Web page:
However, the rule of law requires governments to act in strict accordance with clearly defined and well-established legal procedures and principles. The rule of law disfavors Arbitrary and capricious governmental action. Thus, every revolutionary regime faces a similar dilemma: how to make a deposed regime pay for its tyrannical behavior without committing acts of tyranny itself. The identity and ideological direction of a revolutionary regime is often determined by the manner in which this dilemma is resolved.

Further readings

Berman, Harold. 1983. Law and Revolution: The Formation of the Western Legal Tradition. Cambridge: Harvard Univ. Press.

O'Kane, Rosemary H.T. 2004. Paths to Democracy: Revolution and Totalitarianism. New York: Routledge.

Wood, Gordon. 1991. The Radicalism of the American Revolution. New York: Vintage Books.


Anarchism; Communism; Lenin, Vladimir Ilyich; Marx, Karl Heinrich.

West's Encyclopedia of American Law, edition 2. Copyright 2008 The Gale Group, Inc. All rights reserved.
References in periodicals archive ?
Fuentes makes regular use of Portal's own poetry to convey her thoughts on current affairs, underscoring both Portal's gift with language and her bravery in expressing revolutionary ideas. Portal's journalistic work also features prominently, and Fuentes consistently underscores the added degree of difficulty Portal overcame as a prominent woman in a male-dominated movement, whether with the challenge of protecting her daughter while on the run, or with the social mores that made her an iconoclast for using her voice.
"Eat, Chew, Live" goes on to present three other revolutionary ideas to help you get in tune with your body's need for nutrition, your real hunger signals, and the causes of your overeating.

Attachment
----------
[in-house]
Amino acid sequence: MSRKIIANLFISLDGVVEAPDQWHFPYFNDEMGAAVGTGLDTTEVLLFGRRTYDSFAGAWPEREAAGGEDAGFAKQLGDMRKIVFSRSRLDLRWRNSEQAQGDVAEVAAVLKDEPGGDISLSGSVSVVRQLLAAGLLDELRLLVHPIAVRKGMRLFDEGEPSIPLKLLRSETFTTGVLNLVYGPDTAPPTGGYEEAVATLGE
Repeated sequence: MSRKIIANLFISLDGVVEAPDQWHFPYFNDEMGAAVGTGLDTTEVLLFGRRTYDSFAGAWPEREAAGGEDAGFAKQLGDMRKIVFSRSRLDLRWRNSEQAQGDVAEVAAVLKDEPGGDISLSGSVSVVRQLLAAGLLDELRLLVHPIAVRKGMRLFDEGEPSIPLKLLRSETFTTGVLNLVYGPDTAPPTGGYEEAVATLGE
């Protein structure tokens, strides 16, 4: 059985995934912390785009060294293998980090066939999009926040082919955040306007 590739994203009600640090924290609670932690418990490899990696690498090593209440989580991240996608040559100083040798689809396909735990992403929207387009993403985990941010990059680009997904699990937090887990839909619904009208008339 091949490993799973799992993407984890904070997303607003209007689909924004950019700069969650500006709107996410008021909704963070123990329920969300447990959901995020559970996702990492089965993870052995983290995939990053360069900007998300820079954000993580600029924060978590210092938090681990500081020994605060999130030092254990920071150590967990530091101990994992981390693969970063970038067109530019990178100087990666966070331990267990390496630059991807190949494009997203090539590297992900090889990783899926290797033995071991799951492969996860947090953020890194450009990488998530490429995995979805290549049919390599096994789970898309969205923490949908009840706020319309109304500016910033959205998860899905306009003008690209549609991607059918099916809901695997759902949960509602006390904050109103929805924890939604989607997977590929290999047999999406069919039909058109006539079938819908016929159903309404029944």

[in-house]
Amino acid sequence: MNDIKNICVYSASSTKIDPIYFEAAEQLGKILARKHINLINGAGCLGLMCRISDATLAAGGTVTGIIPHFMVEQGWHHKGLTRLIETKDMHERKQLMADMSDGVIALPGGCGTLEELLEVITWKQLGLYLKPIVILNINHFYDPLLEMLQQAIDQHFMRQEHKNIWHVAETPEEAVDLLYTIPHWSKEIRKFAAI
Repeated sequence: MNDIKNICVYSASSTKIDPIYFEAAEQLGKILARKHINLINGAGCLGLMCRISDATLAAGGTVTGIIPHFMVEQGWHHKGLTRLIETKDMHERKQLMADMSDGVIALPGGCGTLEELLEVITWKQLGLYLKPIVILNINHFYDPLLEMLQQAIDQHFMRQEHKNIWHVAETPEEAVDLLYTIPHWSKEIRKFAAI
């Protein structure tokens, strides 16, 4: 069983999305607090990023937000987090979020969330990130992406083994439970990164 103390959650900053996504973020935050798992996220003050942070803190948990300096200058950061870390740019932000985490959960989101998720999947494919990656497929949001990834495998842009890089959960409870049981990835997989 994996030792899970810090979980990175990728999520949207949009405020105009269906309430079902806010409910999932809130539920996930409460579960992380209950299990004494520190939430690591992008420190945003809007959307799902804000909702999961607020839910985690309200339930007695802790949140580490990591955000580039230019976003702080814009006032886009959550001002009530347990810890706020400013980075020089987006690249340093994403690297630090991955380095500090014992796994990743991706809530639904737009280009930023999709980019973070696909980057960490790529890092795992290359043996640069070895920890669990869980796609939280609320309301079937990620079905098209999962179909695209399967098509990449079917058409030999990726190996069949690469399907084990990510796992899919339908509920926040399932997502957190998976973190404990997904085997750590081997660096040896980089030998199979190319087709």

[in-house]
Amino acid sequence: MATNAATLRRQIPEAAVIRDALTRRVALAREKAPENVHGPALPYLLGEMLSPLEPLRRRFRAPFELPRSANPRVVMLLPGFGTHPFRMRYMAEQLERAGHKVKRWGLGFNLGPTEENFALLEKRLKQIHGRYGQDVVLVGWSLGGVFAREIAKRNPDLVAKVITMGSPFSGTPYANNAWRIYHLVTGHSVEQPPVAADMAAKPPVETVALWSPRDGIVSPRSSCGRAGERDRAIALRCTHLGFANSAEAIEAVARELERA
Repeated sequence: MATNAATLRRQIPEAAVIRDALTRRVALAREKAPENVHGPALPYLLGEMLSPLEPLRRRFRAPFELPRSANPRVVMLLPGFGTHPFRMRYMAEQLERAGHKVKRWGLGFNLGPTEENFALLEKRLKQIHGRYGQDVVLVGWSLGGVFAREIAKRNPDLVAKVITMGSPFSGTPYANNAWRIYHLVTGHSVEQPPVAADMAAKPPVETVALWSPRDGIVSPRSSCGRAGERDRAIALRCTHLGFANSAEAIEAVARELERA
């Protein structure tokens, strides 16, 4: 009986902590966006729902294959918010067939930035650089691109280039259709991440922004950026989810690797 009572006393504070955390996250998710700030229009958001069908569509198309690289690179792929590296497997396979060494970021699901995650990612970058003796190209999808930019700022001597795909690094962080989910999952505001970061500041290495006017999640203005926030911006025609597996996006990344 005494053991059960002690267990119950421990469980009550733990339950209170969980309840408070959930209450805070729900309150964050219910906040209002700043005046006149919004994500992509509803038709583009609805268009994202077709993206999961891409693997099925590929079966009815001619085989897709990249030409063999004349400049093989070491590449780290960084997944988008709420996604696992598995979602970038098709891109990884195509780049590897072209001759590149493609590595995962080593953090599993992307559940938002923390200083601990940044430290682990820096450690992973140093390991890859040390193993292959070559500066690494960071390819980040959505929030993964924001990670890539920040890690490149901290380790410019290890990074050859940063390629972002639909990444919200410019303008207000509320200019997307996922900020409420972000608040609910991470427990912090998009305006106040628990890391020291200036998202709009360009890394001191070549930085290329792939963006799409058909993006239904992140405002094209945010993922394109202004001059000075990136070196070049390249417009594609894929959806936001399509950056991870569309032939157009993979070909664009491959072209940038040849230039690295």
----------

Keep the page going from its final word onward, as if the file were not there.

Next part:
The trip will allow some of the brightest minds across the country to network with one another to share revolutionary ideas to improve each market.
Capable of immense charm and an engineer with visionary and revolutionary ideas, many still common today, Chapmen also had an air of unscrupulousness, of sailing close to the wind.
Some of these people read newspaper headlines, look into statistics, and walk on the streets everywhere to jump to the bitter conclusion that what remains of the revolutionary ideas of Nasser and his group of colleagues is nothing but memories.
Rhetoric of the week: Defense Minister Ahmad Vahidi says that Iran's visionary and revolutionary ideas are now gaining ground in the Western world.
Mary, Queen of Charity Shops (9.00pm) Erin O'Connor and Peaches Geldof model charity shop finds, and one of Mary Portas's revolutionary ideas proves a step too far for her volunteers.
Peter's revolutionary ideas helped his son win two Olympic 1500m golds, two Olympic silvers in the 800m and break several world records.
He introduced revolutionary ideas to Coe's training and helped him win two Olympic 1,500m golds, two Olympic silvers in the 800m and break several world records.
Clarke's Law of Revolutionary Ideas: Every revolutionary idea--in science, politics, art, or whatever--seems to evoke three stages of reaction.
REVOLUTIONARY IDEAS. Rotor design and shredder wear parts are the dual cornerstones of Riverside Products product line, and the Revolution Rotor is a prime example of the company's emphasis on unique solutions to metal shredding.
We were going to explore some unusual, potentially revolutionary ideas. In short, we were going to try to change the world for the better.